Furthermore, whereas in the feudal world a specific oath of loyalty tied the vassal to a specific Lord, a Knight only had to swear loyalty to supreme principles of justice, honour, reverence to God, protection of women and defence of the weak, and these principles had to inspire their actions.

This essence of the Chivalry also explains the education features: Chivalry, which was not identified with nobility, was however a social group, with specific functions and ideals, knights were recruited among the noble classes and the lords, and felt bound by moral and religious bonds which, in part, were distinct from those of cast and nation, and could therefore it became a sort of supreme organization.

The knight’s motto was “my soul for God, for life for the King, my heart for the Dame, honour for me”, and he had to learn to defend the faith, to serve the weak and oppressed and raise his spirit in the cult of the woman, consecrating worthy thoughts and deeds: sentiments of honour, ability with arms, courage and spirit of adventure mixed with the platonic and romantic cult of Woman, all idealised by the awareness of being soldiers of Christ and his Church.

Another feature of knightly education was the importance given to courtesy, which was etiquette for the knight: respect for others, benevolence towards the lower classes, loyalty to the given word and service the knight was consecrated to, contempt for all cowardice, love for military glory, readiness to give and little interest in riches.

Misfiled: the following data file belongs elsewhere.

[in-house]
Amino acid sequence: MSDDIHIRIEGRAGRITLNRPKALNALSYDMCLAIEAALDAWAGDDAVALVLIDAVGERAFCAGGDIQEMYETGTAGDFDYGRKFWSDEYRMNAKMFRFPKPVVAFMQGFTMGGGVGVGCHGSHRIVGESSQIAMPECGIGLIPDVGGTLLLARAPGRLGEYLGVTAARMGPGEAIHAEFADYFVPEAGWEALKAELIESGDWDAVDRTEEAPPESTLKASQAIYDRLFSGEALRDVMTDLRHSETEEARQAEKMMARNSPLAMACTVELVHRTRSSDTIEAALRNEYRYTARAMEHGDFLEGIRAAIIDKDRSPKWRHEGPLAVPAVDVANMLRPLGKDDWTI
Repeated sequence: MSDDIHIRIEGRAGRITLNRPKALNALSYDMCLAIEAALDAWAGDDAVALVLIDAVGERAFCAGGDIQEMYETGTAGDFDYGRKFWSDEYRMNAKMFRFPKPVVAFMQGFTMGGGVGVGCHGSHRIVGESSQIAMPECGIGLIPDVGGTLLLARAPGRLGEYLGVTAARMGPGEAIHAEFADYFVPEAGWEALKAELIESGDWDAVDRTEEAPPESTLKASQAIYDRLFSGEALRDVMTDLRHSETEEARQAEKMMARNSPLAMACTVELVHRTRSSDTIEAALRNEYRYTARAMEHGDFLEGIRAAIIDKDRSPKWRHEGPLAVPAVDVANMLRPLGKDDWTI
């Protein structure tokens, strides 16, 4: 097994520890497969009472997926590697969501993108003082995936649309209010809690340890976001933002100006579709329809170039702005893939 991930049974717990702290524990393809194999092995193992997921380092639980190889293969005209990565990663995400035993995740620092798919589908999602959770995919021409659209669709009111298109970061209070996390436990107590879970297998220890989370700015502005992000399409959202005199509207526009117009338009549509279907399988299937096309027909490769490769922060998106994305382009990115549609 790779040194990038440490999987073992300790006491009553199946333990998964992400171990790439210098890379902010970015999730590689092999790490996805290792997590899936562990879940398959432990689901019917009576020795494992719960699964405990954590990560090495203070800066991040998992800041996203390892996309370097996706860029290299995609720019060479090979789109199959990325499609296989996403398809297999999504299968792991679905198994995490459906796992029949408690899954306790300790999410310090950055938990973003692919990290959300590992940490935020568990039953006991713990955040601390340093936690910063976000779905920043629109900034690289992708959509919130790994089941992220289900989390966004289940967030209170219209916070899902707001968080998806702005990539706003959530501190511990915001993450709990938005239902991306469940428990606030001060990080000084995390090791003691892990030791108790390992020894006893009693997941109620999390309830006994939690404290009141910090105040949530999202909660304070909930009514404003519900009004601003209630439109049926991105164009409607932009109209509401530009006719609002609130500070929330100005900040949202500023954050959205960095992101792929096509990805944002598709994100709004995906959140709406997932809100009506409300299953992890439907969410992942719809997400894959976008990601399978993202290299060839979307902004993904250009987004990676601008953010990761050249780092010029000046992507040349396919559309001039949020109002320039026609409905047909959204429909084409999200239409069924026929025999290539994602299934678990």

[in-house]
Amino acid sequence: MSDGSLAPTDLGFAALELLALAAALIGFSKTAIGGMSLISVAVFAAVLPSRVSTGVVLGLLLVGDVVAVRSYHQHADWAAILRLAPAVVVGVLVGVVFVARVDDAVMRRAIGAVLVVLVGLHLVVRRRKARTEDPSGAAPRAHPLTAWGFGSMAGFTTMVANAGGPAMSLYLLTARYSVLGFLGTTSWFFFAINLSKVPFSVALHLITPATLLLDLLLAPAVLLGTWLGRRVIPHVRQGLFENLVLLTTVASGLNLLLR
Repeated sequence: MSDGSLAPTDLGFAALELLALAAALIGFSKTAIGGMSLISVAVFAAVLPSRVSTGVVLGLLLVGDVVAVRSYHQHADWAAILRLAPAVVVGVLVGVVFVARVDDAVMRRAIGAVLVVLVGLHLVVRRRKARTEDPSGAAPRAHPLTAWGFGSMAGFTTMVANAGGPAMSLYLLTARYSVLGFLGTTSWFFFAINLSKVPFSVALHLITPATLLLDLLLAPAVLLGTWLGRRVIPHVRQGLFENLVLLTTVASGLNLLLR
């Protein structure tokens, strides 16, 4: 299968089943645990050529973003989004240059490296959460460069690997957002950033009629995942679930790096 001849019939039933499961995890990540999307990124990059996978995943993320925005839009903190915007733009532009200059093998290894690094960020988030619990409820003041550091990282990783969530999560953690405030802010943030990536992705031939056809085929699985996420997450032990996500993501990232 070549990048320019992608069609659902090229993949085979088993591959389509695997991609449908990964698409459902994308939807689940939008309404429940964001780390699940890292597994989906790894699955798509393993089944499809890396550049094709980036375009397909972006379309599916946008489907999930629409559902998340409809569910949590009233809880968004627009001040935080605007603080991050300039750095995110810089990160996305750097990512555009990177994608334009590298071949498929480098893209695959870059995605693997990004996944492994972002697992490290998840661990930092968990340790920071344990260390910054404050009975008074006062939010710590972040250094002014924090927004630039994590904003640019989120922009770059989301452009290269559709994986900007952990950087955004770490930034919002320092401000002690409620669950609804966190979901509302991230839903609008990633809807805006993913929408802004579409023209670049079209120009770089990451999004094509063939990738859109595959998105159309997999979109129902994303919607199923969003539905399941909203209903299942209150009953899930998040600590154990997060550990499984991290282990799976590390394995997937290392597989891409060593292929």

The knight’s duties were summarised in the following Decalogue:
1. You will believe in the teachings of the Church and observe its commandments;
2. You will protect the Church;
3. You will respect and defend the weak;
4. You will love your nation;
5. You will not back off when faced with the enemy;
6. You will war without respite and pardon against the unbelievers;
7. You will faithfully perform your feudal duties if they do not go against the law of God;
8. You will not lie and will maintain your given word;
9. You will be generous and liberal with all;
10. Everywhere and at all times you will be a champion of right and good against injustice and ill.

Given the fact that chivalry and feudalism could not mix together neither overlap, the equestrian institution grew based on the principle of parity between knights, which was the basis for the progressive distinction from the feudal society, due to the recognition of the same needs, hopes and, therefore, united by a common spiritual bond and unity of sentiments which sewed the seeds for their universal order.